The truth is that while these stories are illustrated in comic-book style to appeal to children, not all of them are suited for little kids.
What’s not to like about Indian mythology? Powerful Gods and their myriad weapons and vehicles, equally powerful Rakshasas or demons sporting multiple heads and other eye-popping features, tales of special boons and awful curses, demi-Gods with boundless valor, princesses with unparalleled beauty and virtue , epic battles between good and evil where justice finally prevails….need I say more?
Indians know these stories well because of that beloved series of comic books, Amar Chitra Katha(ACK), without which these myths, orally told and passed on from generation to generation for thousands of years, would have been lost.
The ACK books were part of many of my summers growing up. And I was very eager to share these stories/books with my kids. So I was thrilled when my daughter received her first set of books “Tales of Shiva” as a gift when she was as young as four.
In retrospect, that wasn’t the ideal age to introduce those books to her. The vivid, detailed drawings of ACK are its hallmark. Yet those illustrations scared her. On seeing Shiva burn Kama to ashes with his third eye, my 4 – year old shut the book quickly and declared, “Shiva is bad”.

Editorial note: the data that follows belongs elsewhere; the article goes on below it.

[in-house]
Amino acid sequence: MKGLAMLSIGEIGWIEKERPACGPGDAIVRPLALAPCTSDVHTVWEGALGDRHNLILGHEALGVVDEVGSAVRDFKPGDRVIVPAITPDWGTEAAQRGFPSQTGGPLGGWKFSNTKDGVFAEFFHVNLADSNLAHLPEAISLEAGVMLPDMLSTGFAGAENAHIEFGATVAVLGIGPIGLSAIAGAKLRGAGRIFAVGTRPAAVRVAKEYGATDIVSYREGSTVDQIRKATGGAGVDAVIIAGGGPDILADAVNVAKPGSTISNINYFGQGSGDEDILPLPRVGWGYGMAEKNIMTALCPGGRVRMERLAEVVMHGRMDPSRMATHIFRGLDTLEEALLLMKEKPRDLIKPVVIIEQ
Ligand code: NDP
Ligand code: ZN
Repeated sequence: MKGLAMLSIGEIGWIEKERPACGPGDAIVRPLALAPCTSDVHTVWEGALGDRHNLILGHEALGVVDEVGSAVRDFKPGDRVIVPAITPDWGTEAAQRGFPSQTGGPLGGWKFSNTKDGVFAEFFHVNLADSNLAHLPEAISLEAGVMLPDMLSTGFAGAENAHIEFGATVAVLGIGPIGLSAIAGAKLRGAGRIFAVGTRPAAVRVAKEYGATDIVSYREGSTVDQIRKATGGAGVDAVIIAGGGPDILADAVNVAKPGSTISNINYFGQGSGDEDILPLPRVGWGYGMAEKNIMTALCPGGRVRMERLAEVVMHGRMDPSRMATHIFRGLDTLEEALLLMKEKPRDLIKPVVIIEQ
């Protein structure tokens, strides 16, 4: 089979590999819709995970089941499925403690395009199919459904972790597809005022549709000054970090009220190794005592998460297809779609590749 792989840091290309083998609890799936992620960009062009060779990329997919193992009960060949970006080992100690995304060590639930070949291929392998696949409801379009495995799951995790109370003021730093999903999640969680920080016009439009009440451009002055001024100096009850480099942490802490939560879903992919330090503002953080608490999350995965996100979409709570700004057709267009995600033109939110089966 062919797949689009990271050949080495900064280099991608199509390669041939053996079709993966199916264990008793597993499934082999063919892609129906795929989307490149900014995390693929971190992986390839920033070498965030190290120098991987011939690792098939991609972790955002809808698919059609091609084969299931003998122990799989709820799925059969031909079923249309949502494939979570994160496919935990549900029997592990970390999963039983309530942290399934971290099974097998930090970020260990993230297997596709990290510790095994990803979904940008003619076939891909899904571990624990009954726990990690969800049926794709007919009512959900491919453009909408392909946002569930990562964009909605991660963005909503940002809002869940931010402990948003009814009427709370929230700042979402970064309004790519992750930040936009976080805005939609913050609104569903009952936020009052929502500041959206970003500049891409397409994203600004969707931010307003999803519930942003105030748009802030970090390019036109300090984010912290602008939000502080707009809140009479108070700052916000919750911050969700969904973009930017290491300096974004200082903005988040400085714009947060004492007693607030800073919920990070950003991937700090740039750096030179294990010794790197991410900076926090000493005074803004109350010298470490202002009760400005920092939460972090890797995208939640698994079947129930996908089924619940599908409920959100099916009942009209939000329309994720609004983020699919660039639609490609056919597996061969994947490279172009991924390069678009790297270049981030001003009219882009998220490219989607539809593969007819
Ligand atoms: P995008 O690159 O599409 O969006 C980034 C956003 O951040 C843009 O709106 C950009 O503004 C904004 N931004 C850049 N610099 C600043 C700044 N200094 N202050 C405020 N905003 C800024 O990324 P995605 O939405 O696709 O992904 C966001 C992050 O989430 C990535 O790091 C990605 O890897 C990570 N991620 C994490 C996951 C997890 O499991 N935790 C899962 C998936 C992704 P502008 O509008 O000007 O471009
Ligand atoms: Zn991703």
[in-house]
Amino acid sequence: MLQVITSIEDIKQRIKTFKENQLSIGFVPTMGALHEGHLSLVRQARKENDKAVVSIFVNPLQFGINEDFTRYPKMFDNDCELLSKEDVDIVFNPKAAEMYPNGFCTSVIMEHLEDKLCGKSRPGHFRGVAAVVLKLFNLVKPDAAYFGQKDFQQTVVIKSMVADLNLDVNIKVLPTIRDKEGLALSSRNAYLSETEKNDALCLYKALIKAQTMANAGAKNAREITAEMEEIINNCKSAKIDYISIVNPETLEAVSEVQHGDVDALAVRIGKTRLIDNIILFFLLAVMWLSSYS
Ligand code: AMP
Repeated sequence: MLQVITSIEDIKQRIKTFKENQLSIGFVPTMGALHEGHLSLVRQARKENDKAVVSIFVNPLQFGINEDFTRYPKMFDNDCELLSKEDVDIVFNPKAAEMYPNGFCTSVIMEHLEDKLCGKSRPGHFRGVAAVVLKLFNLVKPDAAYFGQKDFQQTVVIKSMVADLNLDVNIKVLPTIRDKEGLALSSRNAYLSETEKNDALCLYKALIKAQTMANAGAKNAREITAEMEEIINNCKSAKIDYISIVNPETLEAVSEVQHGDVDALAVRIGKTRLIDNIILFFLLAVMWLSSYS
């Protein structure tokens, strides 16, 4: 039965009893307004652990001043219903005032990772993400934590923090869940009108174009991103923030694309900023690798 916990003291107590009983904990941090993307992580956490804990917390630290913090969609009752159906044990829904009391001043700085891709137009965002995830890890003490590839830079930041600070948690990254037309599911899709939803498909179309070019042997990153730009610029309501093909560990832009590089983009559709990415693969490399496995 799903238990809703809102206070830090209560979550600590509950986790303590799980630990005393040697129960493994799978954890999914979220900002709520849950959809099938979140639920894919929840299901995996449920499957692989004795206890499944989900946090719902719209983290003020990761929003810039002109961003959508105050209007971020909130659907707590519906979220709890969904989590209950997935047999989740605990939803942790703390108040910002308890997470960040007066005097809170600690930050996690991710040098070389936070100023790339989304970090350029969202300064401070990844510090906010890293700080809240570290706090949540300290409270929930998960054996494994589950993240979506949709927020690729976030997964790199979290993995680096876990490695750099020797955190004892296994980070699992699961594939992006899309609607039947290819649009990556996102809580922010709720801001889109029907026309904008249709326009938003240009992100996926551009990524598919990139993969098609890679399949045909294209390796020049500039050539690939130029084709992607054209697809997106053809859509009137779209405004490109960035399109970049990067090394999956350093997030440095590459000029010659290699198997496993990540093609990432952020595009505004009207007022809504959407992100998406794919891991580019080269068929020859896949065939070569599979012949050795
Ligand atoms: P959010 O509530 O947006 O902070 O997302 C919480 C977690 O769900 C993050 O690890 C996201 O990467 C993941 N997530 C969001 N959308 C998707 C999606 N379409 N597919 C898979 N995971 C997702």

Continue reading “The challenge in reading Indian mythology to young kids”
What’s in a name? If you are a child of immigrants growing up in the America, apparently everything.
I remember spending a lot of time obsessing about what I would name my first child. Indeed, all first-time parents obsess over finding the perfect name for their child. But we faced a particular challenge being Indian. After all, hadn’t we had enough of our names being mispronounced? Weren’t we tired of spelling out our long last names only to hear the other guy say “am sorry, could you repeat that”?
Maybe we should do our kid a favor and just stick to two syllables so the name would be easy to pronounce. There were certain letters we would have to avoid…those soft d’s and soft t’s that native English speakers never seemed to be able to pronounce….those were always going to be a problem. And we would have to be careful to avoid giving the child a name that would mean something totally gross in another language or which kids would make fun of.
Wouldn’t you know it? We ended up falling in love with a name that broke almost all our rules.
Continue reading “Always Anjali”